The agricultural products giant plans to pay $300 million to seal the deal with Emergent. Through the purchase, Monsanto will take on Emergent's status as the third-largest cotton seed company in the U.S. and India. In the U.S., that will put Monsanto in a better position to challenge the leading cotton-seed companies, Bayer's
Going forward, Monsanto expects Emergent to act as its retail face to cotton farmers. Using Emergent's brands as a showcase for Monsanto's biotechnology expertise in delivering beneficial traits to cotton seeds, Monsanto thinks it can add an additional 1% per year in the near term to Emergent's current 12% U.S. cotton-seed market share. Monsanto has used a similar model in its corn and soybean businesses to achieve impressive growth.
While the growth projections are reason to be upbeat, Monsanto is depleting its cash flow to pull off its purchases. The company upped its cash from operations for fiscal 2005 to $1.2 billion from $1.05 billion. Nevertheless, as a result of the Seminis and Emergent acquisitions, the firm expects free cash flow to come in at negative $900 million.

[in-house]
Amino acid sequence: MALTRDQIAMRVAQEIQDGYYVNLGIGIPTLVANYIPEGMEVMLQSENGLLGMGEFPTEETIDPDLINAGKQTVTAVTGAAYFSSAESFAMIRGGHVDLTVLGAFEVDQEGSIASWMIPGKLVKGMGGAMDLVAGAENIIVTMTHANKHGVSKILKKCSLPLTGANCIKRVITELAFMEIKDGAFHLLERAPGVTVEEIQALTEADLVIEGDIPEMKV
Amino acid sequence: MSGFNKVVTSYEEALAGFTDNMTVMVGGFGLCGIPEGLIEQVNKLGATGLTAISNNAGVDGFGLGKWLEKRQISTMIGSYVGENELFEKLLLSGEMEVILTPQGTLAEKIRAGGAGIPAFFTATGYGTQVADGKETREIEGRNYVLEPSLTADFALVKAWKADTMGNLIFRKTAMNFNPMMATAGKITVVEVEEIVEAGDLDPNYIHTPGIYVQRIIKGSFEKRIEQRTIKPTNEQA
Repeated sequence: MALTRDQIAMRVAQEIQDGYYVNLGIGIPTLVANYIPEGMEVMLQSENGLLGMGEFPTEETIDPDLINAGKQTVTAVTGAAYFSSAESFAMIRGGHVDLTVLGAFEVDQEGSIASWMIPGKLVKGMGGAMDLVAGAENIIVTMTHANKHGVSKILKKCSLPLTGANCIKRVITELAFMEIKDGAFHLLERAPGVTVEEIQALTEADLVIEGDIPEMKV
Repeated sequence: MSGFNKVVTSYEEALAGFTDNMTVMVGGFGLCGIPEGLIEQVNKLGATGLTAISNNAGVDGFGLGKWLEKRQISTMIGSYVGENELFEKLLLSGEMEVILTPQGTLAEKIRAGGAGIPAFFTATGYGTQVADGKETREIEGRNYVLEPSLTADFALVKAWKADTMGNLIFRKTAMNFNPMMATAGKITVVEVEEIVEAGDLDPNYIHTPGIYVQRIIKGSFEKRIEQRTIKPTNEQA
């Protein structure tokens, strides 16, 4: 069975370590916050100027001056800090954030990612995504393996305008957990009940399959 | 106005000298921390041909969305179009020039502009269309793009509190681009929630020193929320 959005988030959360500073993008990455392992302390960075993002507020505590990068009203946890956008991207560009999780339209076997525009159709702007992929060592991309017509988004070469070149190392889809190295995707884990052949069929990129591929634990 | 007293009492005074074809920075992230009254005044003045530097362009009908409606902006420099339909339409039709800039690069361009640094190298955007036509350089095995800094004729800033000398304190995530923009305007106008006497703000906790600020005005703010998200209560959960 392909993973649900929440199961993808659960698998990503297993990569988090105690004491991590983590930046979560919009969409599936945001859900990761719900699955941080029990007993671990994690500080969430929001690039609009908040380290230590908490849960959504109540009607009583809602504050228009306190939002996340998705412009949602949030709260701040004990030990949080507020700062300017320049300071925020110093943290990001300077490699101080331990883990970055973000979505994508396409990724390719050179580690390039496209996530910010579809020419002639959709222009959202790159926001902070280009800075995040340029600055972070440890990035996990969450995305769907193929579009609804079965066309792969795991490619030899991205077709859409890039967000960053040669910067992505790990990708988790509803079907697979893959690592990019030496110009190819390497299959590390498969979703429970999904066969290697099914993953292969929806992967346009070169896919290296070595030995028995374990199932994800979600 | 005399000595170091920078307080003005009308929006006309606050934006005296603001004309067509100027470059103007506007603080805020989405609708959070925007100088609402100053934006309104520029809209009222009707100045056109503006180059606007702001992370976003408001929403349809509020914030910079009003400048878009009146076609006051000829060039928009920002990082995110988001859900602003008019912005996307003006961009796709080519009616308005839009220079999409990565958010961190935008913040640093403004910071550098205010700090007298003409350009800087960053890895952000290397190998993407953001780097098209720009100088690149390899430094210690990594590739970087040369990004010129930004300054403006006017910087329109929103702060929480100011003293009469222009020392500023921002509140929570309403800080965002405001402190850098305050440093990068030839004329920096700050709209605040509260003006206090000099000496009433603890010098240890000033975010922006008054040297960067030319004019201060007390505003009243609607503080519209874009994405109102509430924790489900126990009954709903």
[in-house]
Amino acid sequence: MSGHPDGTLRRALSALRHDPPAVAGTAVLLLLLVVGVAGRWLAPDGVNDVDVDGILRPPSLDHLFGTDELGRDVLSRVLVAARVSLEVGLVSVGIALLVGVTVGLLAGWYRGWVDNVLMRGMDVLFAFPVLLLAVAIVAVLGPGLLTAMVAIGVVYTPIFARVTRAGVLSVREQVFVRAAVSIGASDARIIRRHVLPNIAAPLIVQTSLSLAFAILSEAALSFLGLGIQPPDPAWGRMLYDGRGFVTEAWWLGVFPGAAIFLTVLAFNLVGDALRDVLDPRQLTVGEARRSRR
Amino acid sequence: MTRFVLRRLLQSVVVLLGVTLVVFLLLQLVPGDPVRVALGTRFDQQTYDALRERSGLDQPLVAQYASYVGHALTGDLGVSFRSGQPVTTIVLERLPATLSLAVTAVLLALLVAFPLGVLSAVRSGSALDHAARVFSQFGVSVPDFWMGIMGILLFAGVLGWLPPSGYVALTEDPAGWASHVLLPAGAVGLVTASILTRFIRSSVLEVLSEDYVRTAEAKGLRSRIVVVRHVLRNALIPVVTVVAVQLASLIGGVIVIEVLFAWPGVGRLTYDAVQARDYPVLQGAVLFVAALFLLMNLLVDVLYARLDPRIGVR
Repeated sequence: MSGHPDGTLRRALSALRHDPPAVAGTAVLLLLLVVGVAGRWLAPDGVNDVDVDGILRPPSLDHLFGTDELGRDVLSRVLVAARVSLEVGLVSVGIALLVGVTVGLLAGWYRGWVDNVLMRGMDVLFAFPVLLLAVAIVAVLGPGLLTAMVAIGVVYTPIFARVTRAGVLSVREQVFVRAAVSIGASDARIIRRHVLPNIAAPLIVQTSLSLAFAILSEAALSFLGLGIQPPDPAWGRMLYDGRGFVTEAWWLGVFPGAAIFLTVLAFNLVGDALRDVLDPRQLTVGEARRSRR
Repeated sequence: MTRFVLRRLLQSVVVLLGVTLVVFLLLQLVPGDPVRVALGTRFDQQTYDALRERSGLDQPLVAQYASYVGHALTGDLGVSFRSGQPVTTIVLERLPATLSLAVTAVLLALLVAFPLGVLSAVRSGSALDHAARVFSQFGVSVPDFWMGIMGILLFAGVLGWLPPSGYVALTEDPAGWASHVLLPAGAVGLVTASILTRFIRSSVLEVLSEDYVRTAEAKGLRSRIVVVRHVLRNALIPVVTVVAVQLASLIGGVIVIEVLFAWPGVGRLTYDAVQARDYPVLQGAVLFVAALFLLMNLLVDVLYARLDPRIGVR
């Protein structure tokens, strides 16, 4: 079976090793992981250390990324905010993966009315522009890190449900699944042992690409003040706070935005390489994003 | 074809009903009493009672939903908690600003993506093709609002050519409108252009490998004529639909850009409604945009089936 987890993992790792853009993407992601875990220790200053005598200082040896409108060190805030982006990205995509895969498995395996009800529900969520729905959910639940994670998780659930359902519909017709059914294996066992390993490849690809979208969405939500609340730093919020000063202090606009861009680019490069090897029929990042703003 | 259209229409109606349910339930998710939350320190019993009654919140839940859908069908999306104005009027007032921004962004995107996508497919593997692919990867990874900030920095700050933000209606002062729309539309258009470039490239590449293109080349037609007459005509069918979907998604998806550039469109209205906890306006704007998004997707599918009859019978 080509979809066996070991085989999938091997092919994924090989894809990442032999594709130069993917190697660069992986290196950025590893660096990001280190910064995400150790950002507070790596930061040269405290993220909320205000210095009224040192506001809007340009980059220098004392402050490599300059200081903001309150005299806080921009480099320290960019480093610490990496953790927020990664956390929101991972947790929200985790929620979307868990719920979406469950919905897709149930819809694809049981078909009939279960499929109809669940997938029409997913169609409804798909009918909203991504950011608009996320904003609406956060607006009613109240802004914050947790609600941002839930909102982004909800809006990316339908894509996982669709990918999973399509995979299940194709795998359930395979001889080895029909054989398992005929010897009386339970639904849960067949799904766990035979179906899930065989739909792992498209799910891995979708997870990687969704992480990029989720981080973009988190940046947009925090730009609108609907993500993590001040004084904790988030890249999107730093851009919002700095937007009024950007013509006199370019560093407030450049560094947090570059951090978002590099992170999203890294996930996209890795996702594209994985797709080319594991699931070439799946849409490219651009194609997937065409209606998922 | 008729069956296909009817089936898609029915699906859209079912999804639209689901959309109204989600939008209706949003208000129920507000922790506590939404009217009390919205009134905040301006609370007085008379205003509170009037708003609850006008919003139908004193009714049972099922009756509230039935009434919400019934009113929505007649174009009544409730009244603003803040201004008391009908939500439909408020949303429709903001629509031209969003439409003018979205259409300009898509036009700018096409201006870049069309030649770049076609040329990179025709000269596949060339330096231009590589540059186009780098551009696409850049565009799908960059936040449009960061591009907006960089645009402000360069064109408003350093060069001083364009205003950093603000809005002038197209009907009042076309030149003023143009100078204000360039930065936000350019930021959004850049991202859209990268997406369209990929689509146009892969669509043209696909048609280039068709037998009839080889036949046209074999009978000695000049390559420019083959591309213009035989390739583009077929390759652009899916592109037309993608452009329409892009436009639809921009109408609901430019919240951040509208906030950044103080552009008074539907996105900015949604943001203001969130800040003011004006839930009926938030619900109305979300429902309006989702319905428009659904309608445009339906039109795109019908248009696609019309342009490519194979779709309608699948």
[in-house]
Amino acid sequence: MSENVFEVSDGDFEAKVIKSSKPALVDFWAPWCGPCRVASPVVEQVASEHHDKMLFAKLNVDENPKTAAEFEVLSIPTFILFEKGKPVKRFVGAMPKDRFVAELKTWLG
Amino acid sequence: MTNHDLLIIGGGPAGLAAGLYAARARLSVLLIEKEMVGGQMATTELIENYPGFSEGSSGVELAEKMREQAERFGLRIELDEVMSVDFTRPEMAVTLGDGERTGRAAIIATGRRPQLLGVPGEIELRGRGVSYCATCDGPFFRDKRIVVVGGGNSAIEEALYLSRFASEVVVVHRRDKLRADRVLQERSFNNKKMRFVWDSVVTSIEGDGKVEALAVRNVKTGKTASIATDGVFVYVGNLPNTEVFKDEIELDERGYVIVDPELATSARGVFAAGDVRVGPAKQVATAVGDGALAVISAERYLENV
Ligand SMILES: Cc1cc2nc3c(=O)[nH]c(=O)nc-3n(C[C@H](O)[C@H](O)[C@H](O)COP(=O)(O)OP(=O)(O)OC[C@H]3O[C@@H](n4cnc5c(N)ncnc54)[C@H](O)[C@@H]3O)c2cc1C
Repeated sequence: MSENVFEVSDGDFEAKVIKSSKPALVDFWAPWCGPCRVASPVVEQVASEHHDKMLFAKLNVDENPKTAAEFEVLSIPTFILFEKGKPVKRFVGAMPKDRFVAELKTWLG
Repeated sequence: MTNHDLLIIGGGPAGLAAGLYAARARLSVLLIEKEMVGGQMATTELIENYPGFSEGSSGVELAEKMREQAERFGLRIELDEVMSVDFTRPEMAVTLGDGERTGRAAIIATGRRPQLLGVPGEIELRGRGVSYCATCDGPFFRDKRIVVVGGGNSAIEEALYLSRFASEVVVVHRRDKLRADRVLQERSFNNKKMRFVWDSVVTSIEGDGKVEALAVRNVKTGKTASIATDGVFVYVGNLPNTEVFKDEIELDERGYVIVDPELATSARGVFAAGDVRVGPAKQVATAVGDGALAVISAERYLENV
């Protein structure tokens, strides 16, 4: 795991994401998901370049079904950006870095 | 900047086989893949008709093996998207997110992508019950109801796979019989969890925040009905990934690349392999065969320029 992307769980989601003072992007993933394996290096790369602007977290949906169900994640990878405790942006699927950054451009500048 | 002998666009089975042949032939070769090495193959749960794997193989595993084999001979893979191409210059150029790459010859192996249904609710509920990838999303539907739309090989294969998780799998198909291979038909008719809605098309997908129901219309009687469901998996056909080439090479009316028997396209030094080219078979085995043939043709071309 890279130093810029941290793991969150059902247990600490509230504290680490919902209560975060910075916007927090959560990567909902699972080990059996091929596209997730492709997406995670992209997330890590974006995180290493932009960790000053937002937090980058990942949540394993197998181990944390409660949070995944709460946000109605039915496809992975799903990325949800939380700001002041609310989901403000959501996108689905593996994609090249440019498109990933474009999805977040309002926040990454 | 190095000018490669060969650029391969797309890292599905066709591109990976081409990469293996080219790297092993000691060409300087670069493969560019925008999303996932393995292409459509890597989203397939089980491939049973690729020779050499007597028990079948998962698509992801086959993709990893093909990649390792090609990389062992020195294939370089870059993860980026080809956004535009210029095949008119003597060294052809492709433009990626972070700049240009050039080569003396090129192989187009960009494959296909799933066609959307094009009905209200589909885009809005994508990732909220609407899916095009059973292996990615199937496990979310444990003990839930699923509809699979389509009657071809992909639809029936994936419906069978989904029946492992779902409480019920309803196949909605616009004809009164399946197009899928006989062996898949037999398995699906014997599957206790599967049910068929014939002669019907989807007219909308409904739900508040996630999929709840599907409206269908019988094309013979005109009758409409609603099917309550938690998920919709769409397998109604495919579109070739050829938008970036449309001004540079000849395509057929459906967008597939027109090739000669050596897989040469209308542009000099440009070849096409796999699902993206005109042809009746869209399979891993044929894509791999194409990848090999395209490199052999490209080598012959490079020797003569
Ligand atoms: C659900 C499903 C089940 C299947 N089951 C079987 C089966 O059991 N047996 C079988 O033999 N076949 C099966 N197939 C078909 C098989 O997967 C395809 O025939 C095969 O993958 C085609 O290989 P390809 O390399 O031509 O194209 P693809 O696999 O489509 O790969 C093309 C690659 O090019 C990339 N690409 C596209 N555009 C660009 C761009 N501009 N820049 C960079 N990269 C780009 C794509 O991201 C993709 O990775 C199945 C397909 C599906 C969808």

For the moment, though, Monsanto probably should be given the benefit of the doubt. The company's risk taking so far, namely its aggressive push into genetic traits, has paid off. Investors will no doubt keep a close eye on Monsanto to see how smoothly it integrates its new buys.
Fool contributor Brian Gorman is a freelance writer in Chicago. He does not own shares of any companies mentioned in this article.